Philip Schwadel, Carl A. Happold Professor of sociology, will present the March 30 Nebraska Lecture, which will focus on the decline in religion among young Americans.
Schwadel’s lecture via Zoom will be at 2 p.m. and includes a live Q&A. The topic is “Declining Religion in the U.S.: The Causes and Consequences of Religious Disaffiliation Among Young Americans.”
“The unprecedented growth in nonreligion among younger Americans is profoundly changing our society,” Schwadel said. “In this talk, I will discuss the state of American religion, how nonreligious young adults differ from religious young adults and what that means for the future of American society.”
“Although the U.S. was historically a relatively religious nation, religion has declined considerably in recent years. As my research shows, the growth of nonreligion among American youth is particularly dramatic and likely to profoundly impact the future of our society,” Schwadel said.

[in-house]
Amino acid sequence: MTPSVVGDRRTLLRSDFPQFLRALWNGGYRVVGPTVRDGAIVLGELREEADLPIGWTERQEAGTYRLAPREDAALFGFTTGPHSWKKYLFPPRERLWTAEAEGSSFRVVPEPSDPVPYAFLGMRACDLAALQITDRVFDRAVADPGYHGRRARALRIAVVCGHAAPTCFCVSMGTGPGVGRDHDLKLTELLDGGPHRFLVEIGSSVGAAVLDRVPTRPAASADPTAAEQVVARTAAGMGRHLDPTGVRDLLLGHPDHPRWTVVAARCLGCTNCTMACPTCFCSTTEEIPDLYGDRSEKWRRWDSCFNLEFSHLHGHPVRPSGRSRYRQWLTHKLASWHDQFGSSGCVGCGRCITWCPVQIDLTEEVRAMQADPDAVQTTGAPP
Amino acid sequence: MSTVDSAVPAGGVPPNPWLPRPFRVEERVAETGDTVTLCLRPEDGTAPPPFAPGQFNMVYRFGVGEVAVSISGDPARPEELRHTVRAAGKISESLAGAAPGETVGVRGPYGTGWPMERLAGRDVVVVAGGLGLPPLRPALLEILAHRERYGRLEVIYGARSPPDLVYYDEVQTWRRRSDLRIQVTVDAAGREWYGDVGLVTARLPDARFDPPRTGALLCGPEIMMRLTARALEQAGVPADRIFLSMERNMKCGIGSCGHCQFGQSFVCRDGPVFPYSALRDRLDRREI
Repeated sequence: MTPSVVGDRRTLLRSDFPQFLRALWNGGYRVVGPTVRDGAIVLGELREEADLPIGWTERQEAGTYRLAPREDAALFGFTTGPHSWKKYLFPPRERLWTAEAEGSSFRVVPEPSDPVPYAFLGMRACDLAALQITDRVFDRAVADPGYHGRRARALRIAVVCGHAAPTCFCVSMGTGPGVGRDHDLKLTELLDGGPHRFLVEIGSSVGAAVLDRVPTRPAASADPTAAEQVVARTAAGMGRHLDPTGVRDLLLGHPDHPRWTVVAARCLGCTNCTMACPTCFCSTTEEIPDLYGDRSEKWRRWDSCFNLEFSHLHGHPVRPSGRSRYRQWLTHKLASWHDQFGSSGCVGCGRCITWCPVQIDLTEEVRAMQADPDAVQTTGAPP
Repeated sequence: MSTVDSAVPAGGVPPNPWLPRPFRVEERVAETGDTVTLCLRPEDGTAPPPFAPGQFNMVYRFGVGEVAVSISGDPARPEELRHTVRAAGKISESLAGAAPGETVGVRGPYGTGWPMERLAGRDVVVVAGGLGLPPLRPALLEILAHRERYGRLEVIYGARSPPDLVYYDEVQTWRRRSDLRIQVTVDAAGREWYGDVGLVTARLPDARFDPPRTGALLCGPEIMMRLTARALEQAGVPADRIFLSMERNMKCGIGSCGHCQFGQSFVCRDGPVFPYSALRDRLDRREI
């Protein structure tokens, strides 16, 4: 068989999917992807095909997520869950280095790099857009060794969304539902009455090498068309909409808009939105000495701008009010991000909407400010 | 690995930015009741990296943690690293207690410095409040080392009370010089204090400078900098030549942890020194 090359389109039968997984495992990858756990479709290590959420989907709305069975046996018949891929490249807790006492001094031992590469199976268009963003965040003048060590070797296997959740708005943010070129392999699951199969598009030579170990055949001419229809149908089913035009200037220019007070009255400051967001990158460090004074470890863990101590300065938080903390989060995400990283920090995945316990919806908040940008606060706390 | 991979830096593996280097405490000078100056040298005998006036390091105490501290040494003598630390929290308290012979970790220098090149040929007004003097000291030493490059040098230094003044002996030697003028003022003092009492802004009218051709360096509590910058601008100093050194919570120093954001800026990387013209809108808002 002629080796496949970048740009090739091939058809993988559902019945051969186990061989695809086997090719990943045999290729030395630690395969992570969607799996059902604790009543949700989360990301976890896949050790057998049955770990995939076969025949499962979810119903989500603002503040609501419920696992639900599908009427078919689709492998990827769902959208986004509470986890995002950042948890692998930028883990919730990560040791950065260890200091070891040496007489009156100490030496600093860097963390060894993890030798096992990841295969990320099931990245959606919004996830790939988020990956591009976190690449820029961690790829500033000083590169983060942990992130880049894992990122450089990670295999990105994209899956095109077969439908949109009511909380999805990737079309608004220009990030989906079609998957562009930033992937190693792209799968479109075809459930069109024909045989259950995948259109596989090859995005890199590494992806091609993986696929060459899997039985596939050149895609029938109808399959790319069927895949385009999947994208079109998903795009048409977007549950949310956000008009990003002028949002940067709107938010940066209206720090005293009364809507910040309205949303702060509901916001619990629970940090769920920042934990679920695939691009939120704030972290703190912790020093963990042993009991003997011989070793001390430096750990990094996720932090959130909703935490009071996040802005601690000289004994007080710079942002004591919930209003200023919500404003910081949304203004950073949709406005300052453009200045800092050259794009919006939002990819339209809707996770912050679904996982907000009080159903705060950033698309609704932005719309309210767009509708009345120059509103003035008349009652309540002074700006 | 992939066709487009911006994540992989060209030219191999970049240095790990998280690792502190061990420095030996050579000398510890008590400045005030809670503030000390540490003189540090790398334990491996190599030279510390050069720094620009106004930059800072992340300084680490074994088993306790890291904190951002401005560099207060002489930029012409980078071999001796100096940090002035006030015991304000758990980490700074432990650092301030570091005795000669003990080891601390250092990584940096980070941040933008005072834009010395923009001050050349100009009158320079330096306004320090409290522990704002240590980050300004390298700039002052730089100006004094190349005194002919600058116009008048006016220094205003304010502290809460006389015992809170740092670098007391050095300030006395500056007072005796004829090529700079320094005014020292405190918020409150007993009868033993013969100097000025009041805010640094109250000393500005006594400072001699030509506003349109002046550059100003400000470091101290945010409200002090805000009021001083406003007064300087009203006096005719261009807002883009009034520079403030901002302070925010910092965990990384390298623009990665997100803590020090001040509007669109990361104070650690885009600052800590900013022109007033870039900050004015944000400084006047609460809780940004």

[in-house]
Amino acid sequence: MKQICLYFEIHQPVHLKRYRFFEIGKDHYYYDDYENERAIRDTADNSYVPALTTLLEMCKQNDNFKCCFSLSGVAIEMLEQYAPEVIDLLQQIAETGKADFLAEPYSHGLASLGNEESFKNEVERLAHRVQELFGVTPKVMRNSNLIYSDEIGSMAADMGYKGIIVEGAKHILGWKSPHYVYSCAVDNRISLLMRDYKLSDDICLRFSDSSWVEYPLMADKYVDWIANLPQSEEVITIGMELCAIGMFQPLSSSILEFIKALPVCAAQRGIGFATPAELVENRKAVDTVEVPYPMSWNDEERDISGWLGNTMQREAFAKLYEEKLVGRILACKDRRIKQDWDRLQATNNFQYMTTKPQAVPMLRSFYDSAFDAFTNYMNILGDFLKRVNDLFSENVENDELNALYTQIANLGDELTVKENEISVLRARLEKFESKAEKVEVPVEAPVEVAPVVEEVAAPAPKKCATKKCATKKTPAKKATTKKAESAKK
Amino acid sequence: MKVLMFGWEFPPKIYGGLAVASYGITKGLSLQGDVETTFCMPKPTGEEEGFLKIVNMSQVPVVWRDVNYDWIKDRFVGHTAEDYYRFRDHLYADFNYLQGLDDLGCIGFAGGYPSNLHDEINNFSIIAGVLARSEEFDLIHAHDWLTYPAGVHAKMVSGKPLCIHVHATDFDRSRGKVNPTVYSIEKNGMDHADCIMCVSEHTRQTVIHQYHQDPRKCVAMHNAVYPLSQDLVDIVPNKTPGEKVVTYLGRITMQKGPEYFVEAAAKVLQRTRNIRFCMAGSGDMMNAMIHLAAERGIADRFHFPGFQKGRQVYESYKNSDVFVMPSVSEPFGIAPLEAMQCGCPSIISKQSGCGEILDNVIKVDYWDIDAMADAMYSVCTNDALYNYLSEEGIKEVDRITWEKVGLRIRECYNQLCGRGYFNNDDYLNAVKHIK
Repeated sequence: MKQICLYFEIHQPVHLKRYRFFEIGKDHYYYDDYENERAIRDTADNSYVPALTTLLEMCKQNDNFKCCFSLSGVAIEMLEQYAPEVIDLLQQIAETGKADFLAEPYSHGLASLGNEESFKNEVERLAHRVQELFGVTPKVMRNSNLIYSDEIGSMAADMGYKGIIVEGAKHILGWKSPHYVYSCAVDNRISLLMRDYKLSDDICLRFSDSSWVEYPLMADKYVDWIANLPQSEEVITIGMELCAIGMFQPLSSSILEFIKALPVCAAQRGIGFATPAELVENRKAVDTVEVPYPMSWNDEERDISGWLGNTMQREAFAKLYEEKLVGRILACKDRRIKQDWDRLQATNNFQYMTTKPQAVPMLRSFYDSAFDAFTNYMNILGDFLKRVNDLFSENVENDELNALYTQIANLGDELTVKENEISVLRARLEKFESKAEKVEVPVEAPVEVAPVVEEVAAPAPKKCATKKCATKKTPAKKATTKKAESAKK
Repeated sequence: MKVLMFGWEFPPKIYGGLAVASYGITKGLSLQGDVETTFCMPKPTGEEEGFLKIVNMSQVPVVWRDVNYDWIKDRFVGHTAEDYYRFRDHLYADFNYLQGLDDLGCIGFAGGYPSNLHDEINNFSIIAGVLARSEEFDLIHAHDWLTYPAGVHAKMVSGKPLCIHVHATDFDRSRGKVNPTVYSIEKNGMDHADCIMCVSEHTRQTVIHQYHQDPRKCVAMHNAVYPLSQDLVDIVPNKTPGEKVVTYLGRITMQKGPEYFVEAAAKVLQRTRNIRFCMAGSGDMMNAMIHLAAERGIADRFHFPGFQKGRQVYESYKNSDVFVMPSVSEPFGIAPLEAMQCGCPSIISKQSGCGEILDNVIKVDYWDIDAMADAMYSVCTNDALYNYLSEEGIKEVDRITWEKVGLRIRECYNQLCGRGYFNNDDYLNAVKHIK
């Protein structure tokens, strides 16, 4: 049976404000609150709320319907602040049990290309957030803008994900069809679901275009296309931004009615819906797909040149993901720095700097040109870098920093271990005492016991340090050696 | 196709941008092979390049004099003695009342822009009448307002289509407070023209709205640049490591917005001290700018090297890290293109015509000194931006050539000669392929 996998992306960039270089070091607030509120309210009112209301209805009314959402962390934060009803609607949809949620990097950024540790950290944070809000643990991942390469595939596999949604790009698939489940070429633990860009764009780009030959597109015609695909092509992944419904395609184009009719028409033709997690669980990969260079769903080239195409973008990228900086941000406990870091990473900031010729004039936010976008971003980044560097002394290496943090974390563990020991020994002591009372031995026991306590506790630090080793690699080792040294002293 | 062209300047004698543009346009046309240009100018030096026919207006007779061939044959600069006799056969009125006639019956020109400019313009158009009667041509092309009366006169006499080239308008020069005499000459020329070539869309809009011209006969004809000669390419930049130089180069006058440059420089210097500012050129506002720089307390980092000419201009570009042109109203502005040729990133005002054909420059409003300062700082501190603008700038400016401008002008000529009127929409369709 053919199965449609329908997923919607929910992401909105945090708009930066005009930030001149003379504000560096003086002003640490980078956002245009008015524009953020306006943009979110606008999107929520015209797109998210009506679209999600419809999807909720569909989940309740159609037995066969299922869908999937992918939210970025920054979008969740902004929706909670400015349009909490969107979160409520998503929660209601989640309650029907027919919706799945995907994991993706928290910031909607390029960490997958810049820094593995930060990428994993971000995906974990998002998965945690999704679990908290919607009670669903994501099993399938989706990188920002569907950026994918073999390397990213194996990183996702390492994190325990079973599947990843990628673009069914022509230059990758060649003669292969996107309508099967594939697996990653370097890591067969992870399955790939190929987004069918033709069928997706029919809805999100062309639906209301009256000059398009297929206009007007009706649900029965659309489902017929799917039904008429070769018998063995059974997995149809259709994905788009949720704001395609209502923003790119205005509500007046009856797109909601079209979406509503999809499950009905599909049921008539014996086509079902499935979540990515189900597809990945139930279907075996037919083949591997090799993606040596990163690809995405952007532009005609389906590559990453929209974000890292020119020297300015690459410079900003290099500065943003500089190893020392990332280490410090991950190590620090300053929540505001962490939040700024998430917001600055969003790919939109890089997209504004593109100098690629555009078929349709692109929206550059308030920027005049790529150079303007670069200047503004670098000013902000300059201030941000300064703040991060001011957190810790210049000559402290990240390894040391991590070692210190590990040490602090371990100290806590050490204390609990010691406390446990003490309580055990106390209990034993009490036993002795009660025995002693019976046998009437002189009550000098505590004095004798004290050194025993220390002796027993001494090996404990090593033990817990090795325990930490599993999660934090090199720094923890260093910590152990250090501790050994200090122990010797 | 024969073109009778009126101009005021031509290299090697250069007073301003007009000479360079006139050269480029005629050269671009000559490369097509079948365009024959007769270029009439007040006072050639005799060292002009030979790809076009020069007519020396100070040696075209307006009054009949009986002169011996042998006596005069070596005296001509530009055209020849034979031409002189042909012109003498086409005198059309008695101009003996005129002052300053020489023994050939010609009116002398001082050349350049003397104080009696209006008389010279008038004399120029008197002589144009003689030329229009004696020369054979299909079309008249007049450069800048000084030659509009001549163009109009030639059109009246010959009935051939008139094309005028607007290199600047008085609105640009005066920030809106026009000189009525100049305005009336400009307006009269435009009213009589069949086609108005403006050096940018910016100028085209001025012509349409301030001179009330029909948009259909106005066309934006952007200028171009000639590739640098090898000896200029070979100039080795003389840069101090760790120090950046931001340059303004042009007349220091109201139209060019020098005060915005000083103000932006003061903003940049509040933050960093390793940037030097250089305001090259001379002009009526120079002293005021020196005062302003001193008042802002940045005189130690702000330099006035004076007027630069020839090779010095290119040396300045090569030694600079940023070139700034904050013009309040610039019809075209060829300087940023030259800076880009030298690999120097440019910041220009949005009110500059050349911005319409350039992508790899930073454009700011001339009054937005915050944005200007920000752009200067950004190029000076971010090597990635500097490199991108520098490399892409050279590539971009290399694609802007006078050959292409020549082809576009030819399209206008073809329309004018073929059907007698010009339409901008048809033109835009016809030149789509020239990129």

Overall, the percentage of Americans with no religion increased from 7% in 1990 to 30% today.
In addition to his research, Schwadel teaches several courses on religion, including Sociology of Religion, Sociology of Global Religious Diversity and a graduate seminar on religion.
The lecture will be broadcast via Zoom. The Nebraska Lecture is open to the public, but registration is required to receive the Zoom link. Viewers may submit questions for the Q&A session to firstname.lastname@example.org. The lecture is part of the Student Research Days celebration March 27-31.
The Nebraska Lectures are offered twice a year and feature high-profile presentations by distinguished Husker faculty who address topics of broad interest in an engaging, accessible format. All talks are free and open to the public. The talks are streamed online. Regular updates, as well as archived videos from each lecture, are available on the event website.
The Nebraska Lectures: The Chancellor’s Distinguished Speaker Series is sponsored by the Research Council, Office of the Chancellor, Office of Research and Economic Development and Osher Lifelong Learning Institute.